Explained: Why Indian dairy farmers oppose RCEP trade agreement

In India, more than 70 per cent of the price that customers pay for milk is passed on to dairy farmers mainly on account of the unique cooperative structure that was put in place under Operation Flood I and II
As India moves closer towards finalising its negotiating position under the Regional Comprehensive Economic Partnership (RCEP), the Indian dairy industry has upped its opposition to the pact on grounds that any lowering of tariff would severely harm its interests.

RCEP is India’s most ambitious trade pact to date. Based on India’s existing free-trade agreements (FTA) with the 10-nation Asean bloc, the RCEP will include all the nations with which Asean has trade deals — China, India, Japan, South Korea, Australia and —  most importantly from the point of view of the Indian dairy industry — New Zealand. 

The negotiations on this issue centre on granting New Zealand access to the fast-growing dairy products market in India —together with wine, apples and kiwis — in return for easier norms for cross-border migration of Indian professionals (nurses, chartered accountants and IT experts). 

But this quid pro quo is a little more complicated because of the asymmetry in the two countries' dairy sectors. New Zealand is the world’s largest global milk and dairy product exporter, accounting for nearly 20 per cent, or $5.4 billion, of all global exports in 2018, according to the International Trade Centre. India, by contrast, is a negligible exporter. Currently, most milk and dairy products imports to India attract a peak customs duty of 64 per cent (60 per cent basic customs duty and 4 per cent countervailing duties). 

The Indian dairy industry’s argument against lowering these duties hinges on the fact that, given the fragmented nature of the sector, cheap imports would impact the livelihood of almost 100 million rural households that are directly or indirectly dependent on dairying. An overwhelming 77 per cent of these households comprise small and marginal farmers.

Moreover, in India, more than 70 per cent of the price that customers pay for milk is passed on to dairy farmers mainly on account of the unique cooperative structure that was put in place under Operation Flood I and II, programmes that transformed a dairy-poor country into the world’s largest milk producer. In New Zealand, the farmers’ share in consumer price is 30 per cent, and there are just about 20,000 farmers involved in the dairy sector, most of them with landholdings that are several orders or magnitude larger than Indian farmers’ (see chart).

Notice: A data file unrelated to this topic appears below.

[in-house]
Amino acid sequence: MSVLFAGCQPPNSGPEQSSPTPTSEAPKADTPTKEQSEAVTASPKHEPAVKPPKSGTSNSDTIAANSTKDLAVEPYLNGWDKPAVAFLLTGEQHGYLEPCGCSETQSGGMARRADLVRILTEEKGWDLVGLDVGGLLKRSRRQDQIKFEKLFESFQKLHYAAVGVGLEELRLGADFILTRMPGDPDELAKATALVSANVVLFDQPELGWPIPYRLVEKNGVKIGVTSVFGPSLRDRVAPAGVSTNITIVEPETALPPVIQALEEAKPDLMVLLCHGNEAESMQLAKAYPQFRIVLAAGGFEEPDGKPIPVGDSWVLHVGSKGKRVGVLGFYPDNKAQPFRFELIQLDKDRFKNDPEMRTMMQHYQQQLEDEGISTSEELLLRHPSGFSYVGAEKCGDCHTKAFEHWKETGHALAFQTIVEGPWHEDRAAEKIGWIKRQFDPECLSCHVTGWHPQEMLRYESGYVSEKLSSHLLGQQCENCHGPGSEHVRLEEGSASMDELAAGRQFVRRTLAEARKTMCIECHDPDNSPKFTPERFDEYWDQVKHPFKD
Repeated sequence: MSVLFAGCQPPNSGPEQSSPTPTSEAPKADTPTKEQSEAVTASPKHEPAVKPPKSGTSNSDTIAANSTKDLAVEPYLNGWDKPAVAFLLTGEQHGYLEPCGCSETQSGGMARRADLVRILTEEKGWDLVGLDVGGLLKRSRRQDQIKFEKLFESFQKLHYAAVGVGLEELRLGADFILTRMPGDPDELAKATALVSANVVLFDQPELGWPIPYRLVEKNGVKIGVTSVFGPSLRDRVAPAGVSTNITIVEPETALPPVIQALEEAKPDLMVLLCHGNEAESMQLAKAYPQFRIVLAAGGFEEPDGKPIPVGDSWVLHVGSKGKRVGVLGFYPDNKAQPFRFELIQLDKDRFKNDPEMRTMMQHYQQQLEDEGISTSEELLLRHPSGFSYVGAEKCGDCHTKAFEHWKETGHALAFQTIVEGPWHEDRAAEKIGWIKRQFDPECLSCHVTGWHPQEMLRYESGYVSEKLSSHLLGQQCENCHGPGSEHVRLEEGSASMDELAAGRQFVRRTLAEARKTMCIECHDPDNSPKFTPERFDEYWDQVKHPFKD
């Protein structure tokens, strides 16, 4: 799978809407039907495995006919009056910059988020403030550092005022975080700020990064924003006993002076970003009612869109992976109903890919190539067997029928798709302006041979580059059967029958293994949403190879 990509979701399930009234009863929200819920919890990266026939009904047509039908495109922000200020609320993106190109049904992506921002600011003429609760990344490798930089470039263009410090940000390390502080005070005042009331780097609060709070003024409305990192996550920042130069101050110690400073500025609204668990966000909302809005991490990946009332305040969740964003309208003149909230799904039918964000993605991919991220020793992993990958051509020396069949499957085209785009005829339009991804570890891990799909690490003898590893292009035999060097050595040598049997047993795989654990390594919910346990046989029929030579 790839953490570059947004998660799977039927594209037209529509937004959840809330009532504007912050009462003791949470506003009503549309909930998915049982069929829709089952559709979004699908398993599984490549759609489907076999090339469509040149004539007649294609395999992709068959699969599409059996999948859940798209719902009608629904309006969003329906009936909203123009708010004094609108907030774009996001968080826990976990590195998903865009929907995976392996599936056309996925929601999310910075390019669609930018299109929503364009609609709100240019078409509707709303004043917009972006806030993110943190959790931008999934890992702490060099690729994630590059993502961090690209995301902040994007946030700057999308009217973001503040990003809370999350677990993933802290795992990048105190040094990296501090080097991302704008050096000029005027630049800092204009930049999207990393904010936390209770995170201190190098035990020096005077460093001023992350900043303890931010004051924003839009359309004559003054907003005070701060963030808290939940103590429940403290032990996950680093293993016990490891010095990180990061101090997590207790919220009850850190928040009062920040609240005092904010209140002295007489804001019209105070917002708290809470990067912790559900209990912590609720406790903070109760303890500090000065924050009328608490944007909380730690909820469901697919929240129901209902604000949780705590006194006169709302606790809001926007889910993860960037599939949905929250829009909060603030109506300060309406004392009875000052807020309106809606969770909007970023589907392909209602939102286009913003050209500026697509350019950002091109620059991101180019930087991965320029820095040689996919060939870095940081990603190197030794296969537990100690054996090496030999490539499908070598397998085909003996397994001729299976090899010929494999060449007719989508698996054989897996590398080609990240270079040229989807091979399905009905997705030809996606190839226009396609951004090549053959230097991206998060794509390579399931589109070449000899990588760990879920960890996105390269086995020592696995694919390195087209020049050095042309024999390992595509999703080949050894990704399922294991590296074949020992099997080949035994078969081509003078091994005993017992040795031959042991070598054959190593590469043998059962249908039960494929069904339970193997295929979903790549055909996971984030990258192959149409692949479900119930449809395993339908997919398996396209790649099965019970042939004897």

New Zealand exports almost 93 per cent of its annual milk production — estimated at 20.5 million tonnes — in various forms. Indian dairy players say that if New Zealand were to ship just 5 per cent of its annual milk and milk product exports to India, the sheer volume would be enough to depress Indian product prices.

Rough estimates show that just 5 per cent of New Zealand’s annual exports of high-value milk products would be enough to capture 28 per cent of the Indian market for all milk and milk-based products — and that include skimmed milk powder (SMP), cheese and butter.

Clearly, the odds are stacked heavily against lowering tariffs. Local dairy companies may have to slash their milk procurement prices if cheap imports are allowed because global SMP prices are far lower than Indian rates  — Rs160-170 a kg against Rs280-290 respectively. Assuming that 10 litres of liquid milk goes into producing one kg of SMP, procurement prices in India have to drop Rs10-11 per litre to make purchases competitive vis-à-vis imports. This would be disastrous for small Indian dairy farmers, who were beginning to see a slight increase in procurement rates in the past few weeks after years of low prices.

Back-of-the-envelope calculations show that Indian farmers could collectively lose almost Rs3.5 trillion if procurement prices are slashed. The impact on the rural sector as a result of lower procurement prices could be huge, given that latest NSSO data showed that between 2003 and 2013 the income from livestock recorded the fastest compound annual growth rate (CAGR) at 14.3 per cent. 


Dairy accounts for 25 per cent (Rs7 trillion) of the country’s total farm produce and has been a global success story. Since 1997, world milk production grew at a CAGR of 2 per cent, half India’s CAGR of 4.5 per cent.

Commerce ministry officials who are spearheading the RCEP negotiations appear to think the dairy sector’s fears are unfounded. "India is the largest producer of milk globally. Imports of high-value foreign produce may rise in certain categories, but there's nothing to suggest the entire sector will be affected," a trade negotiator at RCEP said.

A senior dairy sector official finds this reasoning specious. “If the argument is that import of high-value milk products, which is consumed by a select class of people, might rise, what is the need for lowering tariff on them?” he points out. 

As it stands, the trade-off — Indian professionals versus small and marginal farmers — is a tricky one. Much depends on which lobby is heard the loudest in the corridors of Raisina Hill.  



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